‘What is the acceptable quantity of risk?’ Blackwell asked. ‘As it’s a mortality risk, it needs to be very low.’ 

Legionella risks

While the group discussed the key issues surrounding legionella in detail, it identified the differing – sometimes conflicting – requirements and guidelines on DHW temperatures from the HSE and the National House Building Council (NHBC). These are driven by different considerations, such as prevention of legionella and the conservation of water. HSE guidelines require that risk is balanced between scalding and legionella, with scalding risk increasing more than tenfold from 50°C to 55°C. As mentioned above, instantaneous DHW systems are viewed as low risk for legionella, and HSE guidelines are for temperatures of 50°C. The current NHBC requirement, however, is for 55°C at the tap.

The complexity of the issue, and how modern low carbon solutions are not adequately addressed by existing (sometimes contradictory) guidance, was discussed by the group, which highlighted grey areas that need resolving. It attempted to identify some of the key spheres in which new guidance should be developed with relevant bodies, to balance the risks with the low carbon benefits of implementing low temperature DHW systems.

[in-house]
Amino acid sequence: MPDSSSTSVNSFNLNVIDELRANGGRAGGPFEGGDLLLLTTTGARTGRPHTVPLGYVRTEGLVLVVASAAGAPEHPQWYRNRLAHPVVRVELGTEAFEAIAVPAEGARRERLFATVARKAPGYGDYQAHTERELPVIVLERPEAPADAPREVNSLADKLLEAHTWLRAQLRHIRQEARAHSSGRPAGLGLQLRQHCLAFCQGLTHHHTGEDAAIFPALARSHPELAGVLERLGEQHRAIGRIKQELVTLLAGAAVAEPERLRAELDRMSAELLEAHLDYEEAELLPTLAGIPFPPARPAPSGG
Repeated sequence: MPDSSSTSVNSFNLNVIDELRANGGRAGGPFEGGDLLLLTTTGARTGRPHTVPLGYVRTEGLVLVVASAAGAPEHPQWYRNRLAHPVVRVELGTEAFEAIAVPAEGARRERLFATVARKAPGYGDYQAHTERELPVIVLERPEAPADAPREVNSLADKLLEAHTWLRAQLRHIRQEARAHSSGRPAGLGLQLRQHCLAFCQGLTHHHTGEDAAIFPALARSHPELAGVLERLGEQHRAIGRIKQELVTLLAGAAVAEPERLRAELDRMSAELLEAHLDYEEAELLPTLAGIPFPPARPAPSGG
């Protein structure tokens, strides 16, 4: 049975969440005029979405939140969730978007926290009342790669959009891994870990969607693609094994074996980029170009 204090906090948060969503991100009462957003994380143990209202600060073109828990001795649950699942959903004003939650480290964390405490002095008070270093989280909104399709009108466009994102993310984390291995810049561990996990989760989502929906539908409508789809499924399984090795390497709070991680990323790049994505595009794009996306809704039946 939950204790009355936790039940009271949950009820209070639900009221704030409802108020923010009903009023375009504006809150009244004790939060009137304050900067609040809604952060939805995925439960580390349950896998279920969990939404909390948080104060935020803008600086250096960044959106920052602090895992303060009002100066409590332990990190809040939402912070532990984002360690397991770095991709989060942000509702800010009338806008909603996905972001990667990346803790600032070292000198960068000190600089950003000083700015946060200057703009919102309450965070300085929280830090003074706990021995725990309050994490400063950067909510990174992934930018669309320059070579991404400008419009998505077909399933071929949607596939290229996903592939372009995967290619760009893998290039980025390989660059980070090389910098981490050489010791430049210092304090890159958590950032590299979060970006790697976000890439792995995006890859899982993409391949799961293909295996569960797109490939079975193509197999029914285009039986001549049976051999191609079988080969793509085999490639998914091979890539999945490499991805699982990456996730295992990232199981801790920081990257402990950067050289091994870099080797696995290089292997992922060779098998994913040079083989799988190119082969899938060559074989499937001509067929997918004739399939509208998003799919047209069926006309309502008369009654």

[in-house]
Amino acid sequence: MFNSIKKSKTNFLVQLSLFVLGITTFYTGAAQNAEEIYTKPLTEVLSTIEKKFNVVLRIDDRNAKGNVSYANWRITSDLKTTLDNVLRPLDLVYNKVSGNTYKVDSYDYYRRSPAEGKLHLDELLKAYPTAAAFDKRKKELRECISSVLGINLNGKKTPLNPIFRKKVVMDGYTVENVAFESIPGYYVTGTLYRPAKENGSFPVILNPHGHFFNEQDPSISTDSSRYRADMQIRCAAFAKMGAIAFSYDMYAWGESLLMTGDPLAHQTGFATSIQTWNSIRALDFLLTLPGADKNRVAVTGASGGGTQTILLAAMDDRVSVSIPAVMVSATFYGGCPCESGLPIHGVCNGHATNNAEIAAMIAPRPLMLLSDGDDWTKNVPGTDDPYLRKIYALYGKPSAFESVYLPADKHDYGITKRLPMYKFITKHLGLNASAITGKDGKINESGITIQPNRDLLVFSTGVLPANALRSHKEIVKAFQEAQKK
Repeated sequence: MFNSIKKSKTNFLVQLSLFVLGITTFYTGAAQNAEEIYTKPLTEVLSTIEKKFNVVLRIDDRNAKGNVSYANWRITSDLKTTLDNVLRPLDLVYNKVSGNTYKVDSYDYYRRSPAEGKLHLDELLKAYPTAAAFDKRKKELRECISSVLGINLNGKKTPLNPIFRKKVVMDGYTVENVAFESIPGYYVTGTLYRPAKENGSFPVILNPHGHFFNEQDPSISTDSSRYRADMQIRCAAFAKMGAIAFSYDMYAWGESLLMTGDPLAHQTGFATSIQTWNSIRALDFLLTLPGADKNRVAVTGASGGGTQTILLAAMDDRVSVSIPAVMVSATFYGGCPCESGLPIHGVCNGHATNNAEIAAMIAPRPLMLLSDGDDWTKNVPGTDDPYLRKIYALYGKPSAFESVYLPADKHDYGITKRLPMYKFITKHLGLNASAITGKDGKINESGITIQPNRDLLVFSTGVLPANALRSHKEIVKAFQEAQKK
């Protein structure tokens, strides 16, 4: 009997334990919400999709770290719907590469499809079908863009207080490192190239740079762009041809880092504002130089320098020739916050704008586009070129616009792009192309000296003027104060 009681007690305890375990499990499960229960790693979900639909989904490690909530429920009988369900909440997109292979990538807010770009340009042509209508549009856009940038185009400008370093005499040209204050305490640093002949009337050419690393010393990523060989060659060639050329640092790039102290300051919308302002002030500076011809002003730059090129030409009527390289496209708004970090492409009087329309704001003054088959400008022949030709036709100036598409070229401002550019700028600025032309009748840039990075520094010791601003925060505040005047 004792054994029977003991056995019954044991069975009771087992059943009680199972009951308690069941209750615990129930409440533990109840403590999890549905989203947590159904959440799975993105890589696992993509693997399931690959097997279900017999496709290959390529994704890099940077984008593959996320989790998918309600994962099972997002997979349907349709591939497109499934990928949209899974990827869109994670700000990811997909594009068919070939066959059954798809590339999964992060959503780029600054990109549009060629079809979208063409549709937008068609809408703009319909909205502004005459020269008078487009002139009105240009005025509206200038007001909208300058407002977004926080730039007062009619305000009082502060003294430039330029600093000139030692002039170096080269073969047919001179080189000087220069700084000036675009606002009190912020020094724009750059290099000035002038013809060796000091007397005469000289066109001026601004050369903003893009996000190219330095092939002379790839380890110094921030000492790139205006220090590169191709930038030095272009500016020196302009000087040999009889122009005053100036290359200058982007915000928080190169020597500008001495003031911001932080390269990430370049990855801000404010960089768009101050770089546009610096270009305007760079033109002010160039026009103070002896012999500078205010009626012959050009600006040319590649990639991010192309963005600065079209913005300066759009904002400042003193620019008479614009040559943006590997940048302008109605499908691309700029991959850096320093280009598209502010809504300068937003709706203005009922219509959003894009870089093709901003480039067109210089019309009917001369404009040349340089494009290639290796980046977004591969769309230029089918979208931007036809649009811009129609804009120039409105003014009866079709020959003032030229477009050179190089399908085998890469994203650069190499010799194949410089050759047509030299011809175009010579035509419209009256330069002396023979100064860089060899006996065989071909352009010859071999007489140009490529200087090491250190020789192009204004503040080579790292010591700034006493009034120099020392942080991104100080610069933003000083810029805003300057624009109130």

Phil Jones, for example, said there was huge potential for heating interface units (HIUs) in communal blocks, the majority of which are providing instantaneous DHW. He queried whether supply temperature requirements from NHBC could be relaxed for these. ‘Around 50,000 are sold every year, so it’s a significant market. The majority are instantaneous, yet they are restricted to NHBC’s 55°C at the tap guidelines. CP1 is being updated and we recommend 50-55°C at the tap. But all of this is related to HIU testing to the BESA Standard. Most of the HIU market is suggesting to me that we relax these guidelines.’

Legionella risk

The risk of legionella increases in warm, static water, and the bacteria can be passed to humans in tiny, aerosol-like droplets of water that they breath in. Legionella is more likely to occur in large buildings such as offces, hospitals, sports centres or swimming pools, where the water supply has been contaminated and there are insuffcient levels of chlorine to kill it off. The bacteria can be spread through atomised water in air conditioning, shower heads, taps and toilets, and in places such as spas and hot tubs. Infections from the bacteria are rarely identifed in domestic environments, however.

Solutions and systems issues